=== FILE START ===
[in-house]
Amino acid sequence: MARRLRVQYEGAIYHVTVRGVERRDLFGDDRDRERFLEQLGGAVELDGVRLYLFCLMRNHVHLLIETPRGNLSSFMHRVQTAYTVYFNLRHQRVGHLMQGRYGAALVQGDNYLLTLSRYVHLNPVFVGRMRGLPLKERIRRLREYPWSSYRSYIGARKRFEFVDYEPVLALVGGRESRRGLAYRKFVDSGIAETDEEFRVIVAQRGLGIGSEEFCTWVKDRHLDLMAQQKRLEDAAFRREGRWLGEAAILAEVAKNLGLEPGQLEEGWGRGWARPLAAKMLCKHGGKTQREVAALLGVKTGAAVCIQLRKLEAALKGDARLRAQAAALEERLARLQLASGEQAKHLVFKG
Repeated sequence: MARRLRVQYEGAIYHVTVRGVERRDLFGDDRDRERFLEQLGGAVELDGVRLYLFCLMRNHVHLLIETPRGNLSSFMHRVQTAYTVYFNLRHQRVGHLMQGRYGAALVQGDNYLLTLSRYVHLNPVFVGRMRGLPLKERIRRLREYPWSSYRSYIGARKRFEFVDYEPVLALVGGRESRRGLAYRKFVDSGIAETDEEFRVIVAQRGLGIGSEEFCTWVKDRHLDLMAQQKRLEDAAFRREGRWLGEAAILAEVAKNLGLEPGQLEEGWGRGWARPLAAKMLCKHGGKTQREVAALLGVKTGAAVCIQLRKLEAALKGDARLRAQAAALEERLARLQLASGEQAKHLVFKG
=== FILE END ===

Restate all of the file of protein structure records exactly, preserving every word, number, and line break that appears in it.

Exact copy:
[in-house]
Amino acid sequence: MARRLRVQYEGAIYHVTVRGVERRDLFGDDRDRERFLEQLGGAVELDGVRLYLFCLMRNHVHLLIETPRGNLSSFMHRVQTAYTVYFNLRHQRVGHLMQGRYGAALVQGDNYLLTLSRYVHLNPVFVGRMRGLPLKERIRRLREYPWSSYRSYIGARKRFEFVDYEPVLALVGGRESRRGLAYRKFVDSGIAETDEEFRVIVAQRGLGIGSEEFCTWVKDRHLDLMAQQKRLEDAAFRREGRWLGEAAILAEVAKNLGLEPGQLEEGWGRGWARPLAAKMLCKHGGKTQREVAALLGVKTGAAVCIQLRKLEAALKGDARLRAQAAALEERLARLQLASGEQAKHLVFKG
Repeated sequence: MARRLRVQYEGAIYHVTVRGVERRDLFGDDRDRERFLEQLGGAVELDGVRLYLFCLMRNHVHLLIETPRGNLSSFMHRVQTAYTVYFNLRHQRVGHLMQGRYGAALVQGDNYLLTLSRYVHLNPVFVGRMRGLPLKERIRRLREYPWSSYRSYIGARKRFEFVDYEPVLALVGGRESRRGLAYRKFVDSGIAETDEEFRVIVAQRGLGIGSEEFCTWVKDRHLDLMAQQKRLEDAAFRREGRWLGEAAILAEVAKNLGLEPGQLEEGWGRGWARPLAAKMLCKHGGKTQREVAALLGVKTGAAVCIQLRKLEAALKGDARLRAQAAALEERLARLQLASGEQAKHLVFKG